The team went out to all emergency vet cases in the Louth and surrounding area. They kept farmers notified as to weather conditions and battled snow drifts and blizzards to tend to sick animals. They walked across the Wolds to get medication when it was needed and even performed an emergency caesarean in appalling conditions.
Makayla and Karly Dimaio
Instead of taking advantage of the snow conditions to get out and play, Makayla and Karly, aged nine and eight, visited elderly neighbours to check if they were okay and ask if they needed anything from the local shops. Even if those they visited didn't need any items picking up there said they were grateful for the visit anyway. The two girls also volunteered to help the emergency essentials team (Council) to deliver to vulnerable local people who may have needed assistance.
Emergency services individual
Becky, a nurse at Lincoln County Hospital, went over and above to help people in need and worked on her days off to cover A&E when they were short staffed. She made her way through the severe weather, covered in departments where she is not usually based, and helped others get into the hospital because she knew the hospital would be short staffed.
Kerry is a 999 call taker in Lincolnshire Police’s Force Control Room. She walked to work in blizzard conditions and worked two days instead of having the time off she had planned. There was no requirement for her to go into work but recognising that many of he colleagues would not be able to get there, she worked 12 hour shifts.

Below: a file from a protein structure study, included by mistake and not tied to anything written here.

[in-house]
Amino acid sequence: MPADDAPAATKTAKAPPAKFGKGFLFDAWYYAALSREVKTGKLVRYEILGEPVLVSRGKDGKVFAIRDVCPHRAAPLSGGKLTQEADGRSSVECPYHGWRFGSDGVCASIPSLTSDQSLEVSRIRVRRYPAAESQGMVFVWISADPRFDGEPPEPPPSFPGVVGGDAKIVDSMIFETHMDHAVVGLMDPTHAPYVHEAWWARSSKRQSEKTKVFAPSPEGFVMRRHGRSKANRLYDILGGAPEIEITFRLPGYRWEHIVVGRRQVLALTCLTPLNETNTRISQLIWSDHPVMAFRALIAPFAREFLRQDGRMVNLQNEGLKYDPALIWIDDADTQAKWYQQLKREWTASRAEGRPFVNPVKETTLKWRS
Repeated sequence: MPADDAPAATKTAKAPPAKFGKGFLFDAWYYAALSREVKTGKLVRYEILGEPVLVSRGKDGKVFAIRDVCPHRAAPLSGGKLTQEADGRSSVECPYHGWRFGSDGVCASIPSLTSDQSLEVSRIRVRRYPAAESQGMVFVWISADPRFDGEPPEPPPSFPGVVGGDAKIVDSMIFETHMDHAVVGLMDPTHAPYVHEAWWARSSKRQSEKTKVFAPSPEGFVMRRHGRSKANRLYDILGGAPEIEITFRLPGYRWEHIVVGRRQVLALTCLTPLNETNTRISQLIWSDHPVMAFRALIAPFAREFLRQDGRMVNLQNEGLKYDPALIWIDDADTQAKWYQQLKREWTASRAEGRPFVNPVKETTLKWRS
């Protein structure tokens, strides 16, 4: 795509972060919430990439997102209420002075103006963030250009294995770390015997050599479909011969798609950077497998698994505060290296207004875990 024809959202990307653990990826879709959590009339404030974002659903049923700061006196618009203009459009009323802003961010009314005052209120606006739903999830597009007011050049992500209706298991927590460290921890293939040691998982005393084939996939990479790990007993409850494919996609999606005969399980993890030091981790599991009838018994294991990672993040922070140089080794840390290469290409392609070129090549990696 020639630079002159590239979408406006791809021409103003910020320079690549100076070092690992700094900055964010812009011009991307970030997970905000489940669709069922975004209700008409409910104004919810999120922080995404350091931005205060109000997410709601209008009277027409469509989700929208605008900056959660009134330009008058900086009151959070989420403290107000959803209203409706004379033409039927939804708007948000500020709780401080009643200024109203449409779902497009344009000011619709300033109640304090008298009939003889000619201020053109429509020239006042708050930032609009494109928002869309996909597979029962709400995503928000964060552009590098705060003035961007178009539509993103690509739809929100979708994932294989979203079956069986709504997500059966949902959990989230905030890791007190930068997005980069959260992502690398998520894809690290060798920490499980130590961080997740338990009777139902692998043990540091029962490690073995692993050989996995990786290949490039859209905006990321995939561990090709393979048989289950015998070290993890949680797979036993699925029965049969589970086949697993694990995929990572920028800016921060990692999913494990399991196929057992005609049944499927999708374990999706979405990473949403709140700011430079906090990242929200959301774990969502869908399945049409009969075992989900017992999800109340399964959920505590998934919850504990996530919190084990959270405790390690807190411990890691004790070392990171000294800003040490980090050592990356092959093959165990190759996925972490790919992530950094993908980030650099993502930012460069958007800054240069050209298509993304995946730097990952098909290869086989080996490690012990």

Rebecca is a nurse at Pilgrim Hospital and during the bad weather her team were short-staffed because many nurses were unable to get to work. Rebecca stayed long hours, cancelled her annual leave, and worked extra days to help her team and patients; the ward ran with two nurses where it should have been seven.
Emergency services group
A woman who was in labour and on her way to hospital with her partner became stuck on the A1, where they were stationary three hours. Lucy in Ambulance Control managed to get the ambulance to Sarah with the assistance of a gritter. The ambulance then became stuck in the snow at Stamford on the way to Peterborough hospital. The lady gave birth in the back of the ambulance to a baby boy and said of paramedics James and Phil: “They were incredible... so calm and kind... we will always be grateful to them for that evening.”